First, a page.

My natural hair is my favorite part of all my African American features, and it provides me the bliss I need to combat daily bigotry.

“Going natural” is a way for people of African descent to reconnect with their roots and embrace their kinky hair texture. The natural hair journey consists of ceasing to modify yourself to fit the white criteria of society and gaining confidence and empowerment through the melanin you were born with.

Illustration by Lizzy Choi

I was born into a world that denies me basic human rights because of my Blackness. However, as I got older, I decided my greatness would no longer be limited because of others’ perceptions of my brown skin. My Black life is a book that others refuse to read because the content makes them uncomfortable, yet I still receive unacceptable treatment.

It is important to recognize that natural hair in the Black community historically sustains a negative stereotype, and straight hair is still valued over kinky hair today, because of anti-blackness.

It is also important to recognize that natural, afro-centric hair texture should not be advertised as an easy target for objectification. Validation and acceptance are not required to proceed with your journey. No one can define parts of you they do not experience or understand.

Natural hair has absorbed various interpretations over decades, all of which has introduced new perspectives. Prior to the Civil Rights Movement, African Americans were forced to adhere to white expectations, including white hairstyles. Straight hair that resembled white people’s was the only socially acceptable look. But in reality, these societal white standards of beauty haven’t changed.

Let me be the first to say, straightening Black hair is not an easy, nor timely, activity. In fact, it is quite painful and damaging. Black hair typically isn’t naturally straight, which requires applying harmful chemicals, also known as a perm, which damages hair in the long run. Black people are forced to put themselves through this difficult process just to look “normal.”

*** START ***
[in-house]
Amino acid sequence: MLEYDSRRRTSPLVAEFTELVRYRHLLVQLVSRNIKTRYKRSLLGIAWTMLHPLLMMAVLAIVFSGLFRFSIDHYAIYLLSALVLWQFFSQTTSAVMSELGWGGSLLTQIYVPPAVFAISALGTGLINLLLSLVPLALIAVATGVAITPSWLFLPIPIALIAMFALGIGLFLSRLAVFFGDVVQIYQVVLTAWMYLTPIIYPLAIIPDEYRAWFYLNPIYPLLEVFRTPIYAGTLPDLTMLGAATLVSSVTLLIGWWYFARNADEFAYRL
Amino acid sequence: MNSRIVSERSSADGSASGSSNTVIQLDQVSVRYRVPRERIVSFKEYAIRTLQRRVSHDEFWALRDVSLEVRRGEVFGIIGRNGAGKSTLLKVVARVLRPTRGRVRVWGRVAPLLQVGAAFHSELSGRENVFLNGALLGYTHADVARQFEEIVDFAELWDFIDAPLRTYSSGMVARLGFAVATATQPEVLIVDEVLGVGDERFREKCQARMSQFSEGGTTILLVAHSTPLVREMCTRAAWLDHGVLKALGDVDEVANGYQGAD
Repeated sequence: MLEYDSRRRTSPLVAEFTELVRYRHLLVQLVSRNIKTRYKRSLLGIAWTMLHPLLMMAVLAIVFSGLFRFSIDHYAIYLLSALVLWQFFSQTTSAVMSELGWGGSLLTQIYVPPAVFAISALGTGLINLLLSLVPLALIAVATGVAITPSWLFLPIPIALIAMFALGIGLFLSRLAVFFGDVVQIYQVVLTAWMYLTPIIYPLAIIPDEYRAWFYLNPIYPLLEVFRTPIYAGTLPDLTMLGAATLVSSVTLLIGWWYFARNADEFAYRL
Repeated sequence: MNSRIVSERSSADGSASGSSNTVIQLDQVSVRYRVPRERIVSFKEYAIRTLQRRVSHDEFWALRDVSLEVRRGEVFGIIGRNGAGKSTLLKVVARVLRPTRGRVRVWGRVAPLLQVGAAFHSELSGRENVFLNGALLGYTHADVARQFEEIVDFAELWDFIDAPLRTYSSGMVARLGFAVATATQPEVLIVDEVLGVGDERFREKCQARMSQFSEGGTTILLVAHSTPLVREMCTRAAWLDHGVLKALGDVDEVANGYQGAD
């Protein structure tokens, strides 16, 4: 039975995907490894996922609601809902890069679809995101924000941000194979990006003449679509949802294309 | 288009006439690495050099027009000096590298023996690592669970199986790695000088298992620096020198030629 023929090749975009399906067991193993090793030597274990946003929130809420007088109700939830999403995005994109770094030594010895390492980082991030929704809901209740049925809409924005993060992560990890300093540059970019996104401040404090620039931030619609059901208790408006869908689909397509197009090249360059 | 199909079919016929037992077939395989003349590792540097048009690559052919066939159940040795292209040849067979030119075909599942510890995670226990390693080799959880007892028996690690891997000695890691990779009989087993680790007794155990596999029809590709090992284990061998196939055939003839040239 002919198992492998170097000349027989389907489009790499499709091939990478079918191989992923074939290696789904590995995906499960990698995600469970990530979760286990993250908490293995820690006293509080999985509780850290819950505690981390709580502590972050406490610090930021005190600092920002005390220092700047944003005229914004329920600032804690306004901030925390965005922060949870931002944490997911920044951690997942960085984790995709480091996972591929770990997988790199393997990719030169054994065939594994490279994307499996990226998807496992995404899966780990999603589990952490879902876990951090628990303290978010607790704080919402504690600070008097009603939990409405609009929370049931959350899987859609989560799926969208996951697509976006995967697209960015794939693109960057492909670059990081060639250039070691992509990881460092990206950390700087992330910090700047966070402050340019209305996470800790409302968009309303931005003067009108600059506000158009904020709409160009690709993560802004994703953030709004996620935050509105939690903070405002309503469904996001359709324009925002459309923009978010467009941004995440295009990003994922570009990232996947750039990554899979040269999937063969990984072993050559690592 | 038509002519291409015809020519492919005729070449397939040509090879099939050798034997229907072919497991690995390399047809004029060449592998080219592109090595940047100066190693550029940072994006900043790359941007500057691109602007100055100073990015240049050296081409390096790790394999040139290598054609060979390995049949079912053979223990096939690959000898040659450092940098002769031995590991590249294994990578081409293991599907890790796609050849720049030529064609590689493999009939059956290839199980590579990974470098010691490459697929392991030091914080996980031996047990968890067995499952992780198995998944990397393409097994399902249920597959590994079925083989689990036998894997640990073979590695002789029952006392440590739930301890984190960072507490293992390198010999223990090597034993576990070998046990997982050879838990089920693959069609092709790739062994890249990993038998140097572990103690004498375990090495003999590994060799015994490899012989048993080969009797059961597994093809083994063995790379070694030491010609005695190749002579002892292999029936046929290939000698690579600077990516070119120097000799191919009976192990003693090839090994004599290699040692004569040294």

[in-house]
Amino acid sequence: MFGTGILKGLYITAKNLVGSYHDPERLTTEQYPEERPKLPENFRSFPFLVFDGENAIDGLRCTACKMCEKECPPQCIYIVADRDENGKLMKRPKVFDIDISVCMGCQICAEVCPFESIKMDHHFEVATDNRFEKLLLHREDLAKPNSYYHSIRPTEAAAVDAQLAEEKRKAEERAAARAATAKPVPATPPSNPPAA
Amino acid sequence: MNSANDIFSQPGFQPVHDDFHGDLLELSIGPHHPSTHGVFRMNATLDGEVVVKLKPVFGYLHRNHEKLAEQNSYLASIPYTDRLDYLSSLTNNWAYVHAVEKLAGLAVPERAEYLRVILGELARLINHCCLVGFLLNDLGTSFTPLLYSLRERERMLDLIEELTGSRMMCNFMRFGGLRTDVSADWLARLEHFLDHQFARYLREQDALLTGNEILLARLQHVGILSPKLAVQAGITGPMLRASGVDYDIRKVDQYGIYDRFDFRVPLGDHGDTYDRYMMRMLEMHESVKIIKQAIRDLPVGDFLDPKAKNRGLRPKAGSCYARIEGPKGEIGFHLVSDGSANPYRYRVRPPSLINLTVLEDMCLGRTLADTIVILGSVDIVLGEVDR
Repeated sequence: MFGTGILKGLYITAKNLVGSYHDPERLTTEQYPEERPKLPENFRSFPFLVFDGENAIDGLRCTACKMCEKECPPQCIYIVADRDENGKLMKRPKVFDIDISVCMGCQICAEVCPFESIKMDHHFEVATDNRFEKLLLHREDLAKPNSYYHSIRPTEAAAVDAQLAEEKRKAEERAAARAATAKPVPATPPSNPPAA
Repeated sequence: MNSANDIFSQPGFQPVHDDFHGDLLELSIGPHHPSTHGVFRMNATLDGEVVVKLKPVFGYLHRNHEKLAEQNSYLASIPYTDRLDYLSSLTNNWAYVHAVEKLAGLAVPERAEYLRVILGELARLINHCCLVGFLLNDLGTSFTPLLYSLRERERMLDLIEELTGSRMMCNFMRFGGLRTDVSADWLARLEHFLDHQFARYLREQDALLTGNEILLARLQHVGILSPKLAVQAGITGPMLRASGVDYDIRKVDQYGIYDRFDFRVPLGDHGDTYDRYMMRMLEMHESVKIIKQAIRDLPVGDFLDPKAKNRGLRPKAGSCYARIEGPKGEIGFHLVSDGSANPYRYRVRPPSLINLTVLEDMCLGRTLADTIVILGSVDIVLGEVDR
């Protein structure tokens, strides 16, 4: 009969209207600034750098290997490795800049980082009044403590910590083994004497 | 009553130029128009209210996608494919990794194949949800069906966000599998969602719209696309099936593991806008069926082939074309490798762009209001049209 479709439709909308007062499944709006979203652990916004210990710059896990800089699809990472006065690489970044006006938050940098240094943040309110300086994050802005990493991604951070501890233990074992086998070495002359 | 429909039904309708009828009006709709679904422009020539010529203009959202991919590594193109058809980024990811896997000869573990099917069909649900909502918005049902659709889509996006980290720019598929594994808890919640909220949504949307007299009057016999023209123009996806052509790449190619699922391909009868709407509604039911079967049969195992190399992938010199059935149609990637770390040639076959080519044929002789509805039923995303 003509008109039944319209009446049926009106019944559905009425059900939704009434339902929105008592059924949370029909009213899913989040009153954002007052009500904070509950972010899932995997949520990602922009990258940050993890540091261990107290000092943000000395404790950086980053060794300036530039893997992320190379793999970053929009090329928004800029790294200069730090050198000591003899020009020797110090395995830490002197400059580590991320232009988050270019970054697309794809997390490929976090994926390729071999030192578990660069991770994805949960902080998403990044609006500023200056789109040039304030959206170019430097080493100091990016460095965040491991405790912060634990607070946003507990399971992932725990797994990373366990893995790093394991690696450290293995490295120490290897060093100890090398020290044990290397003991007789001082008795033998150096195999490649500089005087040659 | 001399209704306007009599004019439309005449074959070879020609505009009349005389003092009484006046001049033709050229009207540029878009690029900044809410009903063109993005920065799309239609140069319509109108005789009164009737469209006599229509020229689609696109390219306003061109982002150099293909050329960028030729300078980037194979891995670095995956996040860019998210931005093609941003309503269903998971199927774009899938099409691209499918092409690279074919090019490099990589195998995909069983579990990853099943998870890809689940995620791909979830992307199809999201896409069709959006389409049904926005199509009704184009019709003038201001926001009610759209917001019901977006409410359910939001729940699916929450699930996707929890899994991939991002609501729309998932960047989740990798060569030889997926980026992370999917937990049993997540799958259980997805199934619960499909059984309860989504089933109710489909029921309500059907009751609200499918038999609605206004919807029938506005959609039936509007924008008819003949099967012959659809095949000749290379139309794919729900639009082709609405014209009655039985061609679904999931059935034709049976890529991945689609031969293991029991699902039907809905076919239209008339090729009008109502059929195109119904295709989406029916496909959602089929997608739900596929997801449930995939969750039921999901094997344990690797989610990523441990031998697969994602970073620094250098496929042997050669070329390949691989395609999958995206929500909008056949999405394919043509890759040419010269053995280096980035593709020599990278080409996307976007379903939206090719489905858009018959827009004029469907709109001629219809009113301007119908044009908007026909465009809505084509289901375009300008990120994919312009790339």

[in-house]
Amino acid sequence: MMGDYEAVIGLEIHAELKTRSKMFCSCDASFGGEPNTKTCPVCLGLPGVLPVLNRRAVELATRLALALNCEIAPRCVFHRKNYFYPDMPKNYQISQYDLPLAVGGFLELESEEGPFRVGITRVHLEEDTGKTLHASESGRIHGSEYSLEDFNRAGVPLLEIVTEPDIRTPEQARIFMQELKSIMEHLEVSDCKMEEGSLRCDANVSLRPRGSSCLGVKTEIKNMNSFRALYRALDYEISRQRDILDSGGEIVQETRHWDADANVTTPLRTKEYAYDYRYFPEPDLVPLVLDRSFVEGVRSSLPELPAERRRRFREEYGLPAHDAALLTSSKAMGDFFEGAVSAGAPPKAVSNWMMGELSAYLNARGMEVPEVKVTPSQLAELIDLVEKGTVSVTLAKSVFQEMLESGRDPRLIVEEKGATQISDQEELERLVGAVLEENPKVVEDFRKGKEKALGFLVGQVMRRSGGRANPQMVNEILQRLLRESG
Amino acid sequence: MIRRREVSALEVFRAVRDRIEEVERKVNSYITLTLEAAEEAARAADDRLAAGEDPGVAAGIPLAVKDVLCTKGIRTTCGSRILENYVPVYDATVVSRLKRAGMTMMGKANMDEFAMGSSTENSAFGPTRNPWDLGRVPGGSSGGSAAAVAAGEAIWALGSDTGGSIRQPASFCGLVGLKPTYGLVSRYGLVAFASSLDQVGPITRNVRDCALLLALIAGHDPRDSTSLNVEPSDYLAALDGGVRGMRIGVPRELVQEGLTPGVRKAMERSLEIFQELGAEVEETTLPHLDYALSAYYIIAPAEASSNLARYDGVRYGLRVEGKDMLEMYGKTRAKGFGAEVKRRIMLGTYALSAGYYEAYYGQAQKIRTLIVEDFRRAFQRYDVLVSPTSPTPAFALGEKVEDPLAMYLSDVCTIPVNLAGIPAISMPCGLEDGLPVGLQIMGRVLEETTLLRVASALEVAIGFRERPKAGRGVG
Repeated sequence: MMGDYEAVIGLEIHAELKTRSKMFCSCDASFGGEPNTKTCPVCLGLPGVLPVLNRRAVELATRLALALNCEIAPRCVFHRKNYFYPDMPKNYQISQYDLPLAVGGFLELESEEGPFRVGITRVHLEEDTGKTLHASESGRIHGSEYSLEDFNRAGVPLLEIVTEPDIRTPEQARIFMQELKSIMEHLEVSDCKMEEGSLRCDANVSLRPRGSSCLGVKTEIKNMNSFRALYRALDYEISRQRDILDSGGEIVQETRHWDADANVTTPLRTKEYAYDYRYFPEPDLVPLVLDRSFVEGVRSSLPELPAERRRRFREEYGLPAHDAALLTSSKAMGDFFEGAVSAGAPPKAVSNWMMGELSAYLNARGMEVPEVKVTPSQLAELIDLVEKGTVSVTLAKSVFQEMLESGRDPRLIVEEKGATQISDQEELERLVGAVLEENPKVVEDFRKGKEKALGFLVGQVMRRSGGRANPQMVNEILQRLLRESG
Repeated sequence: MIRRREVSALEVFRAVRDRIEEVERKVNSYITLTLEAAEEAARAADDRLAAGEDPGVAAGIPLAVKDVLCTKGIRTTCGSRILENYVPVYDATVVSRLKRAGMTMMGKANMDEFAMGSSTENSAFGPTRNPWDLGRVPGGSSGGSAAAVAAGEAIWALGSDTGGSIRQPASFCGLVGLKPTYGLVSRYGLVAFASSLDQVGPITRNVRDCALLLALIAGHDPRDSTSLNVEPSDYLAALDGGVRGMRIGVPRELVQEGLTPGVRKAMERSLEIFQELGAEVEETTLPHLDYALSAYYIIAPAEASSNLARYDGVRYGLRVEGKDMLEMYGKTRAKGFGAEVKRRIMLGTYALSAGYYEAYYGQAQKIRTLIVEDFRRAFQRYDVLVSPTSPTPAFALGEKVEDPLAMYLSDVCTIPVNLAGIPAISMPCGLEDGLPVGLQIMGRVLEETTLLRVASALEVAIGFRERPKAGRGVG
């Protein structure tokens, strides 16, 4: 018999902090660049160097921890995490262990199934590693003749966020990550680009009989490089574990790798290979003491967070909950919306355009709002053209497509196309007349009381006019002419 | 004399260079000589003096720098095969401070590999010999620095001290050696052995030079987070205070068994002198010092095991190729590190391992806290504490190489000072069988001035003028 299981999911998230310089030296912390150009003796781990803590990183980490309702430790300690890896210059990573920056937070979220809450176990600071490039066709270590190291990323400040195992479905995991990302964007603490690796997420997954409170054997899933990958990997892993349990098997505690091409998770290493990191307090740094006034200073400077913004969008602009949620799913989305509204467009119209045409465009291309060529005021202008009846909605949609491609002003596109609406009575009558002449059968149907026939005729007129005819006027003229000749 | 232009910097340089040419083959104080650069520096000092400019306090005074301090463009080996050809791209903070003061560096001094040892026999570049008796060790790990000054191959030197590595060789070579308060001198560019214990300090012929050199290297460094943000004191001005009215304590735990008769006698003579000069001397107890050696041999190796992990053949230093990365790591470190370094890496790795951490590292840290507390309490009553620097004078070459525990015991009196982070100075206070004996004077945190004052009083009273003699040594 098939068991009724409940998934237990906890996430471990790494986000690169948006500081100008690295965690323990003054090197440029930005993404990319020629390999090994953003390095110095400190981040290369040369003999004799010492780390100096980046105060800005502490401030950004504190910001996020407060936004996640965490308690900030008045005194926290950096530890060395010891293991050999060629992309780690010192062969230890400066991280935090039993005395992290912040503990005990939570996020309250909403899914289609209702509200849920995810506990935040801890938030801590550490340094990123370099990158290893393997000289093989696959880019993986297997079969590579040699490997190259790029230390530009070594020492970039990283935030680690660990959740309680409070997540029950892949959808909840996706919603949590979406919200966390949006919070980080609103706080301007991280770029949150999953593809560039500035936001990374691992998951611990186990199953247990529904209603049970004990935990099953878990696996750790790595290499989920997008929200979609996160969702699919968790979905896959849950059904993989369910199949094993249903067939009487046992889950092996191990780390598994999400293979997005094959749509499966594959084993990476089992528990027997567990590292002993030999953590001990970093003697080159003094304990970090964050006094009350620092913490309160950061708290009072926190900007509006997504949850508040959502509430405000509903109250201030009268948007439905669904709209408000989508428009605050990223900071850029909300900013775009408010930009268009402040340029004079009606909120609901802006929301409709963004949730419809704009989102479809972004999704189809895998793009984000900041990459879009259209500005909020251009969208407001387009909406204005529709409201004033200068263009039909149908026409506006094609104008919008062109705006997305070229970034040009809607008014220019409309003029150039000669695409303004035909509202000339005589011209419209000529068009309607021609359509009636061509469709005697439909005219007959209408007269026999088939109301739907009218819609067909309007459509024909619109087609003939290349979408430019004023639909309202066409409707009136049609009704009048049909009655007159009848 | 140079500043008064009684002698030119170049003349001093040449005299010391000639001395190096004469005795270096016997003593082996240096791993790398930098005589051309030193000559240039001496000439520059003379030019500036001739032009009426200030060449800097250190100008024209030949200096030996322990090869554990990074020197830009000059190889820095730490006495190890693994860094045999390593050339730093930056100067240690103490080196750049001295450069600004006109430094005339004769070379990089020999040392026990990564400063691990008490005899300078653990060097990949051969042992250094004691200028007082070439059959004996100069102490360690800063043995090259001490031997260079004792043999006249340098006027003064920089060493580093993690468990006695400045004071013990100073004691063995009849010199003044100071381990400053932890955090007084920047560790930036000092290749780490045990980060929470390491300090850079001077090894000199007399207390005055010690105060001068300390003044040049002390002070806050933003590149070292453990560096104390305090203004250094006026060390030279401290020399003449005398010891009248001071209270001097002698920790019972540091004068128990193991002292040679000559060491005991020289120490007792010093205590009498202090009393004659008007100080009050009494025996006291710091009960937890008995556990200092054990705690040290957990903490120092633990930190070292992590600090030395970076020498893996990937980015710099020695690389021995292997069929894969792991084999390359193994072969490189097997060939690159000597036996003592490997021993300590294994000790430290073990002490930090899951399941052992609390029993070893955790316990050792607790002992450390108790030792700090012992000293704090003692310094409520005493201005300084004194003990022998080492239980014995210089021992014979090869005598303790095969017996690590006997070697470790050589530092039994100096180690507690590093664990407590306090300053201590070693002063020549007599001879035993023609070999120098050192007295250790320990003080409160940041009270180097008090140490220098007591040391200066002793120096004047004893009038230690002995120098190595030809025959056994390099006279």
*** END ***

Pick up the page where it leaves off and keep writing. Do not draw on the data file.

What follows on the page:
Illustration by Lizzy Choi

To this day, natural hair still receives backlash as the Black community is consistently discriminated against and demoralized. This happens not only in social situations, but also in professional environments as well. Even in 2018, the standard workplace etiquette is that only “straight and kept” hair is acceptable.

If a white woman curls her straight hair, it is considered stylish. As opposed to a Black woman embracing her natural curls, which is considered unprofessional.

Individuals with kinky or curly hair experience bias or stereotype in the workplace, according to a 2016 study by the Perception Institute. The coils that lie upon my head should not cost me equal opportunities or my paycheck.

It wasn’t until the Civil Rights Movement that the Afro restored cultural identity and took a societal stance. For the first time, natural hair took a major political standpoint that fought for equal rights for the African American community.

Illustration by Lizzy Choi

This coincided with the Black is Beautiful movement that blew up in the 1960s, rebutting white standards that created an internalized belief that being Black and being beautiful are not synonymous. This movement empowered a positive perception of African Americans, shedding light on Black beauty and aesthetics such as hair, skin and fashion.

Many famous African American icons echoed the Black is Beautiful message. Soul Train, a popular television series from the early 2000s, especially conveyed that Black people can and will be comfortable in their beautiful skin with or without permission.

The African American community today still has to fight to prove themselves. This is intolerable because we are beautiful and unique. Instead of being appreciated and acknowledged, our culture is constantly stolen and showcased as a “trend.” Most situations of cultural appropriation go unrecognized and unaddressed everyday. Celebrities like Kylie Jenner and Miley Cyrus are prime examples of ripping off Black culture and style.

To be Black is to walk through a world that believes it knows what it’s like to be you. They don’t. But they use their assumptions to judge you anyway. To be Black is to conform to others’ restraints and be expected to say nothing.

If you had to hold back the words the average African American person does, it would taste bitter on your lips as it tries to escape. The Black is Beautiful movement is important because it fights the same battle we fight today, and it verifies why the natural hair journey is so personally effective.

Within the last 10 years, natural hair has become less of a statement to society and more of a statement to ourselves. Hair care industries are flourishing, as well as the health, happiness and confidence of the Black community. Natural hair maintains the same goals and aspirations as the Black is Beautiful Movement, but shifted to be less political and more about personal empowerment.

The natural hair journey stimulates self-love and I fully support it. It is time to let our people stand tall and proud with the crown that is their natural hair.

My natural state is beautiful, and it should be recognized and never forgotten.